Thursday, April 22, 2010

Happy 40th Birthday, Earth Day!

Being an animal-loving freak sort of walks hand-in-hand with being an environmentally conscious person. I'm not a perfect preserver, but I can acknowledge that I do a fairly substantial part.

When I first moved from my company's Omaha, Nebraska headquarters to a satellite office in Minneapolis, I was disappointed to see they didn't recycle. For a state that prides itself on having crisp air quality, clean water, and plentiful parks, nature preserves, and wetlands, I couldn't believe that the Omaha building was doing a better job with recycling basic office materials than our much smaller Minneapolis office. After doing some investigating, I learned that the tower I work in is a LEED-certified building and had recycling options within the janitorial realm; we just never bothered to do it within the confines of our half of a floor.

The front-desk admin at the time and I went to work to get this implemented. We learned we could get free recycling bins (we didn't even need to sort anything) for everyone's personal office, as well as five 30-gallon bins for the overall space. Free?! Why wouldn't we do this? Within a week the building gave us all the bins we needed to outfit our more-sustainable floor. I put two of the large bins in the printer/copier room for all of the paper, two in the kitchen for all of the bottles and cans, and the last in the back-up printer area. Each bin has a sign of what is recyclable and what is not.

We have to bring our recyclables from our personal offices and dump them into the larger bins, and the janitorial team takes care of the sorting and disposal. It really couldn't be much easier. While I can't get everyone to believe that recycling is important, we're at least doing more now than in the past. I'm happy to say we've been recycling since 2006, and I'd like to think I've played a big part in saving more trees, cans, and bottles than the average Joe.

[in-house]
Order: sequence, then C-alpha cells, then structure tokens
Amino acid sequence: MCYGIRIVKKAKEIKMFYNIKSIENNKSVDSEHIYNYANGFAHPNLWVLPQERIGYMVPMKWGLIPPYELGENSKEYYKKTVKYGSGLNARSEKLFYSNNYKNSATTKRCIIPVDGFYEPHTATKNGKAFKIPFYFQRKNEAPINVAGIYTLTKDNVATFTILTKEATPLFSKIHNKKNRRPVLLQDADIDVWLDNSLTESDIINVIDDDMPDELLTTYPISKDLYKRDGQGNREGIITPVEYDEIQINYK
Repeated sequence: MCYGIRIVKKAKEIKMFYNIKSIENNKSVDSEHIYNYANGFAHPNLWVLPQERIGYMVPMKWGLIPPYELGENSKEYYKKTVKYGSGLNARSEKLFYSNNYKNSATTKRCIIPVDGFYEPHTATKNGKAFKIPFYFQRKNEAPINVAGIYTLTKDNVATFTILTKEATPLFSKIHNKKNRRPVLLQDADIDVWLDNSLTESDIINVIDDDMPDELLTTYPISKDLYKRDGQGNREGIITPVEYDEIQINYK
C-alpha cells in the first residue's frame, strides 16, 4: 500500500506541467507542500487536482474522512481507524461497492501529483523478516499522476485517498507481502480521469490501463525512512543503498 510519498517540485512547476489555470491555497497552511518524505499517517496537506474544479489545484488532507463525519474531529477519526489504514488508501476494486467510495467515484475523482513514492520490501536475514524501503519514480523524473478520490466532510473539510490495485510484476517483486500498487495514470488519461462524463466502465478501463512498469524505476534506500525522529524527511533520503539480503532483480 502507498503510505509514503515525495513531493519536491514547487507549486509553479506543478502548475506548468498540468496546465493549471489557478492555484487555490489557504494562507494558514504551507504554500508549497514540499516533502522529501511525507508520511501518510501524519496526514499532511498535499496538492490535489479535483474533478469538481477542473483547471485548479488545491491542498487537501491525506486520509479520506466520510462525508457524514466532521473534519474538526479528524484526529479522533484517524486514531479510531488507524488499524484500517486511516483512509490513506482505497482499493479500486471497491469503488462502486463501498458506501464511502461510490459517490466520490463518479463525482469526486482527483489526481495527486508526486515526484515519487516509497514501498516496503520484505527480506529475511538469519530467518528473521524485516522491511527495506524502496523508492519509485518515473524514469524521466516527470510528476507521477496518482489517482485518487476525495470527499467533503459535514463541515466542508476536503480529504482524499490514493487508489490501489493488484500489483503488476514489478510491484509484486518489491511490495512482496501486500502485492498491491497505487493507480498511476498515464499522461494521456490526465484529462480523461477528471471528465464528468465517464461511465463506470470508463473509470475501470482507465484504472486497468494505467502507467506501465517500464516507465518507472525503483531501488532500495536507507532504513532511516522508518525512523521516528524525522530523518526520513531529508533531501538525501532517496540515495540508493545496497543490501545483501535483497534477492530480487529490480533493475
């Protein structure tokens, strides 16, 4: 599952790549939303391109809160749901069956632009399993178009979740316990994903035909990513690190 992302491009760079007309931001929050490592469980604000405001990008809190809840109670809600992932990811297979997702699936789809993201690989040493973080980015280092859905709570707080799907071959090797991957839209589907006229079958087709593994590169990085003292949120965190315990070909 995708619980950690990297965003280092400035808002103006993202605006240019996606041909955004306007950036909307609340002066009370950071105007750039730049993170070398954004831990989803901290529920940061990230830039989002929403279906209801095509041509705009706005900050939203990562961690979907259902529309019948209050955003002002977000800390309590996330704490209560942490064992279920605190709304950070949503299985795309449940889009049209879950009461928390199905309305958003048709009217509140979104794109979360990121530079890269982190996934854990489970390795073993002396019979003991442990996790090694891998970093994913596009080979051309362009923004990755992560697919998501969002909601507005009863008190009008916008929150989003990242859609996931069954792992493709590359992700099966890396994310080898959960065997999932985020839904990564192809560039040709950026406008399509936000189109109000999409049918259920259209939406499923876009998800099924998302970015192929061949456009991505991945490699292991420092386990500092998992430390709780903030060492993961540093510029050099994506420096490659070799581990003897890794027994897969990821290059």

In addition to recycling at home and in the office, I also drive a fuel-efficient and low-emission car (a Subaru, which is also a very conscious company), I ride my bike/walk/run everywhere and anytime I can, I reuse canvas bags instead of plastic bags, I shop organic and local at farmer's markets when in season, and there's plenty of research to show that vegetarian and vegan diets are also good for the environment.

One thing I am not good at, however, is picking up trash. I'm a little bit of a germophobe and would prefer to not touch someone else's waste.

Instead of going on my 5-mile run this afternoon, I decided to focus on cleaning up the nature preserve in my backyard. It's a nature preserve, for crying out loud! Let's try preserving it by keeping it clean. Coming out of winter, the ground is especially polluted because so much trash gets buried in piles of snow throughout the cold months. And once that all melts, things can get ugly. I received plenty of "Thank you", "I clean up trash around here, too!" and "Happy Earth Day" comments, but I did hear a couple "That's an endless job" and "Why bother" statements. The latter comments were fairly insulting, but then I realized that most of the year I'm also fishing for excuses to not dirty my hands.